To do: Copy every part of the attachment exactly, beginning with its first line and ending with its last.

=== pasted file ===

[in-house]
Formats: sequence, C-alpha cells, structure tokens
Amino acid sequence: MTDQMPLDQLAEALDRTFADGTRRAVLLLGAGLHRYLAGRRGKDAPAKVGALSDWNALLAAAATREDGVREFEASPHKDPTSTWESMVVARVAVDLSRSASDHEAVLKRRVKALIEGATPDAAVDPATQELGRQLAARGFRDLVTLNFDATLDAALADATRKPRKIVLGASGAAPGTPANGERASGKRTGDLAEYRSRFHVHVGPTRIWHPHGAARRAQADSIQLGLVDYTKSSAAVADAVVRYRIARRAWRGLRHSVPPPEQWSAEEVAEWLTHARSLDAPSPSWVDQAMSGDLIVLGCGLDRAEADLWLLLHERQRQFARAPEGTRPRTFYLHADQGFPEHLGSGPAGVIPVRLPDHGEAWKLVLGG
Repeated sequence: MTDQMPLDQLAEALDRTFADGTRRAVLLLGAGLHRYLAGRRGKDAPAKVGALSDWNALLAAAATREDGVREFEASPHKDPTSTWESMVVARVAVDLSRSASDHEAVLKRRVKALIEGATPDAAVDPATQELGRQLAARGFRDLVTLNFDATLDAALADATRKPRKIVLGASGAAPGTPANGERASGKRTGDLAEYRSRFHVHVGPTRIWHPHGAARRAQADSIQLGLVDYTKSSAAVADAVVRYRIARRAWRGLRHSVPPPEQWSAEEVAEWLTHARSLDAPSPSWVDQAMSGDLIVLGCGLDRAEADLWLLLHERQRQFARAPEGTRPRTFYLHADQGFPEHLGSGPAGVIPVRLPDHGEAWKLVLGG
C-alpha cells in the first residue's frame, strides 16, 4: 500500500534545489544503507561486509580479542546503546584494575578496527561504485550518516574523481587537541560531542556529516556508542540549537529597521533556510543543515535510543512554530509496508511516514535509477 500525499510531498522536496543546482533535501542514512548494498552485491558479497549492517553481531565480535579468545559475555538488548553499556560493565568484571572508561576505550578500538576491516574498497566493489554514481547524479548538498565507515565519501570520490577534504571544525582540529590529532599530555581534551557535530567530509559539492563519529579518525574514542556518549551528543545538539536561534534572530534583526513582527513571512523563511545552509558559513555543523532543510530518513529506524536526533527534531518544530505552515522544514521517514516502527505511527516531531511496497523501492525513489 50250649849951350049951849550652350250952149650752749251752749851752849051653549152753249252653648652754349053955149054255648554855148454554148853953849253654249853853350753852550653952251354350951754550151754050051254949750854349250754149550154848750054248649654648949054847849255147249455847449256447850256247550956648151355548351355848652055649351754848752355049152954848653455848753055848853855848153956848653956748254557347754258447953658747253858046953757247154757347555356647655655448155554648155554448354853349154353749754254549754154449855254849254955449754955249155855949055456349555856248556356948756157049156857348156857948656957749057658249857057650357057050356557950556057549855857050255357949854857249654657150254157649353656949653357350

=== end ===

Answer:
[in-house]
Formats: sequence, C-alpha cells, structure tokens
Amino acid sequence: MTDQMPLDQLAEALDRTFADGTRRAVLLLGAGLHRYLAGRRGKDAPAKVGALSDWNALLAAAATREDGVREFEASPHKDPTSTWESMVVARVAVDLSRSASDHEAVLKRRVKALIEGATPDAAVDPATQELGRQLAARGFRDLVTLNFDATLDAALADATRKPRKIVLGASGAAPGTPANGERASGKRTGDLAEYRSRFHVHVGPTRIWHPHGAARRAQADSIQLGLVDYTKSSAAVADAVVRYRIARRAWRGLRHSVPPPEQWSAEEVAEWLTHARSLDAPSPSWVDQAMSGDLIVLGCGLDRAEADLWLLLHERQRQFARAPEGTRPRTFYLHADQGFPEHLGSGPAGVIPVRLPDHGEAWKLVLGG
Repeated sequence: MTDQMPLDQLAEALDRTFADGTRRAVLLLGAGLHRYLAGRRGKDAPAKVGALSDWNALLAAAATREDGVREFEASPHKDPTSTWESMVVARVAVDLSRSASDHEAVLKRRVKALIEGATPDAAVDPATQELGRQLAARGFRDLVTLNFDATLDAALADATRKPRKIVLGASGAAPGTPANGERASGKRTGDLAEYRSRFHVHVGPTRIWHPHGAARRAQADSIQLGLVDYTKSSAAVADAVVRYRIARRAWRGLRHSVPPPEQWSAEEVAEWLTHARSLDAPSPSWVDQAMSGDLIVLGCGLDRAEADLWLLLHERQRQFARAPEGTRPRTFYLHADQGFPEHLGSGPAGVIPVRLPDHGEAWKLVLGG
C-alpha cells in the first residue's frame, strides 16, 4: 500500500534545489544503507561486509580479542546503546584494575578496527561504485550518516574523481587537541560531542556529516556508542540549537529597521533556510543543515535510543512554530509496508511516514535509477 500525499510531498522536496543546482533535501542514512548494498552485491558479497549492517553481531565480535579468545559475555538488548553499556560493565568484571572508561576505550578500538576491516574498497566493489554514481547524479548538498565507515565519501570520490577534504571544525582540529590529532599530555581534551557535530567530509559539492563519529579518525574514542556518549551528543545538539536561534534572530534583526513582527513571512523563511545552509558559513555543523532543510530518513529506524536526533527534531518544530505552515522544514521517514516502527505511527516531531511496497523501492525513489 50250649849951350049951849550652350250952149650752749251752749851752849051653549152753249252653648652754349053955149054255648554855148454554148853953849253654249853853350753852550653952251354350951754550151754050051254949750854349250754149550154848750054248649654648949054847849255147249455847449256447850256247550956648151355548351355848652055649351754848752355049152954848653455848753055848853855848153956848653956748254557347754258447953658747253858046953757247154757347555356647655655448155554648155554448354853349154353749754254549754154449855254849254955449754955249155855949055456349555856248556356948756157049156857348156857948656957749057658249857057650357057050356557950556057549855857050255357949854857249654657150254157649353656949653357350